Wednesday , Apr , 20 , 2011 Paul Eide

The Third Greatest NBA Playoff Upset Ever

 

This is the third greatest NBA playoff upset ever because it was the third time in history an eighth seed ever beaten a one seed. And though it was dramatic and unexpected, it just wasn’t on par with the first two, which you can view by clicking here and here.
 

At the time, the Dallas Mavericks were considered one of the biggest favorite one seeds ever, coming off of a 67-15 regular season record which was the only since legitimate claim to challenge the Bulls 72-10 all-time best NBA season. The Mavericks were also coming off of losing in the Finals to the Heat the previous season, a series many people felt like they should’ve won; expectations were high and facing Golden State in the first round they had every reason to be.

 
The Warriors were a franchise at the time, much like now, that was mired in mediocrity with no real reason to be optimistic. After squeaking into the playoffs at 42-40, they were a complete after-thought. The Warriors qualified for the playoffs that year for the first time since 1994 with the 13 year drought between appearances being the second longest in NBA history. And even though fans were excited, it meant they’d have to match up against the buzz saw that was the Dallas Mavericks.
 
The Mavs roster was basically the same roster of guys who have seemingly been on the team forever. Lead by Dirk (who was that season’s MVP), Jason Terry, Josh Howard, a young Devin Harris and buoyed by sixth man Jerry Stackhouse’s last productive season in the league, Dallas was ninth in scoring but fourth in defense during the year holding opponents to just 89 points per game.
 
Even though the Warriors were devoid of a ton of offensive weapons they averaged 105 ppg in the six game series, something that was not expected against the Mavericks defense. Another thing that wasn’t expected was the play of Baron Davis who went off and played like a man possessed despite a strained hamstring, literally playing at a different speed than anyone else throughout the series. Even though this link occurred in the next series versus the Jazz, it gives you an idea of the level he was playing at.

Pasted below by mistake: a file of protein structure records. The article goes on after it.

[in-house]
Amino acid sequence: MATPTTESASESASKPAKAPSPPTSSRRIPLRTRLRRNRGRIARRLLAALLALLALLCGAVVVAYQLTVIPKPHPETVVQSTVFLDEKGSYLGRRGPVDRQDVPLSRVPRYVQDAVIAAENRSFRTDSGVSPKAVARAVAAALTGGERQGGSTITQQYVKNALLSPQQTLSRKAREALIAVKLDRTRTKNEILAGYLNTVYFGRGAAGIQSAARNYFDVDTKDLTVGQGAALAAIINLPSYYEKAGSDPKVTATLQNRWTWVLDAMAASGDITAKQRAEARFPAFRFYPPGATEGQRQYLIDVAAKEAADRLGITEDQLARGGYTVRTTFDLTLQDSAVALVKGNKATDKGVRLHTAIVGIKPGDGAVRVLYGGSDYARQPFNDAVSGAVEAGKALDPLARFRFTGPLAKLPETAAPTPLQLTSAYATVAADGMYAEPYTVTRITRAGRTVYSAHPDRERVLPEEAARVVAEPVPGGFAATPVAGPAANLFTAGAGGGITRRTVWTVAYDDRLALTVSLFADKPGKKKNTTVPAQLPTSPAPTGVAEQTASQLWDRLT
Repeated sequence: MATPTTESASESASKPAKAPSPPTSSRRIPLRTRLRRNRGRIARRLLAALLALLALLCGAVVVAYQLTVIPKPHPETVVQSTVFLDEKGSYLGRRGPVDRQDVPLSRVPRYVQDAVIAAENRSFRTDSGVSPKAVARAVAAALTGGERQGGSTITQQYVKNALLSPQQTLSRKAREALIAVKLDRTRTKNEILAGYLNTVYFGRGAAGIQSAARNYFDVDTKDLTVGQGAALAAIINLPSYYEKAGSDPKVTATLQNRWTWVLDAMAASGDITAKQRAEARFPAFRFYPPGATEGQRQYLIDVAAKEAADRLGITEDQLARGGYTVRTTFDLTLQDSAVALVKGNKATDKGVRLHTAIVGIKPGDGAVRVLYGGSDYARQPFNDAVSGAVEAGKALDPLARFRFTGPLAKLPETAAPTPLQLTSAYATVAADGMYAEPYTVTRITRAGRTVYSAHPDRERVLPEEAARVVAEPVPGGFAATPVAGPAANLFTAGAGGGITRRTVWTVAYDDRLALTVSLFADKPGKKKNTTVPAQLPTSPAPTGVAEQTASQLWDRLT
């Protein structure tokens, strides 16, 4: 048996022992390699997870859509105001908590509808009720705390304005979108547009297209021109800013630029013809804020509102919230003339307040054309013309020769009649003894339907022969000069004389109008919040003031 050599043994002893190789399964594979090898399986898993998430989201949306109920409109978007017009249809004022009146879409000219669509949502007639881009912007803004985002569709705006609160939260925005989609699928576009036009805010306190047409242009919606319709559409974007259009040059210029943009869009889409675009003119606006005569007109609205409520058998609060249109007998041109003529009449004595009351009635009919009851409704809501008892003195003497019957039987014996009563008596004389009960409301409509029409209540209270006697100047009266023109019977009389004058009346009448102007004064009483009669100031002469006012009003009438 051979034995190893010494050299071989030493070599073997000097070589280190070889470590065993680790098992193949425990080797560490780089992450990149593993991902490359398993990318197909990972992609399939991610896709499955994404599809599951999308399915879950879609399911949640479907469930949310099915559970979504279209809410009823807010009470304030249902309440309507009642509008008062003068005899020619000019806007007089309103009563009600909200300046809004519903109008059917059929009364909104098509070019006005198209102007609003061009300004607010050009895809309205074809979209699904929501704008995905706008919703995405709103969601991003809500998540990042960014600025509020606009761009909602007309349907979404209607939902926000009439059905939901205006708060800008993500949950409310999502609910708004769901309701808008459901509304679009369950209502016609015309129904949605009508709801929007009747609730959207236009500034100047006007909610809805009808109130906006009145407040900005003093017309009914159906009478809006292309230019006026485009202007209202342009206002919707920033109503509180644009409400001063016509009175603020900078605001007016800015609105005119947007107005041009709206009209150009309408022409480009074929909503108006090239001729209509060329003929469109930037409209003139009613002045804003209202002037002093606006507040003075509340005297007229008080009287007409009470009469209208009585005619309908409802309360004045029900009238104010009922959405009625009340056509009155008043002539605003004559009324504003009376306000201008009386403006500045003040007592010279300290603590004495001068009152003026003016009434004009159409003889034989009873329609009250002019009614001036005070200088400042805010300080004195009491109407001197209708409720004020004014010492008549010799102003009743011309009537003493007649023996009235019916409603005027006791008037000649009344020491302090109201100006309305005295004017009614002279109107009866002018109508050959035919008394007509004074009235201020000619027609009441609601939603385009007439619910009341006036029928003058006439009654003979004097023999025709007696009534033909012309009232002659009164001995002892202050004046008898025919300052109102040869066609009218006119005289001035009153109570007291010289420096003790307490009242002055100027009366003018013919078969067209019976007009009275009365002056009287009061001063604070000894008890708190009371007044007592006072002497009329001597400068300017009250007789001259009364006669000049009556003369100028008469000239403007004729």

Another point worth remembering was the impact the Warriors’ fans had; they were totally raucous and had a lot to do with the outcome of the series. It’s one of the few series I remember watching where you could almost see the energy of the crowd descend upon the opposing team and have a literal impact.  
 
When Golden State won game one in Dallas by 12 points, suddenly everyone remembered how the previous season ended and wondered if Dallas was even that good. The Mavs fought back and won game two by 13 points, lost game three by 18, lost game four by four and then won a tough game five by six points. Game six was a game the Mavericks had to win and they were out of it from the beginning losing the game 111 to 86.  Dirk played horribly and caught a lot of the blame, especially after a putrid game six performance (2-13, 8 points) considering he was the MVP, but Avery Johnson would ultimately be found to be at fault, and was fired the next season following a second consecutive first round exit.
 
For the Warriors, beating Dallas was their first playoff series victory since 1991 and the days of “Run TMC”.  The following season Golden State actually went 48-34, winning six more games, but failed to make the playoffs. And it’s been all downhill ever since.
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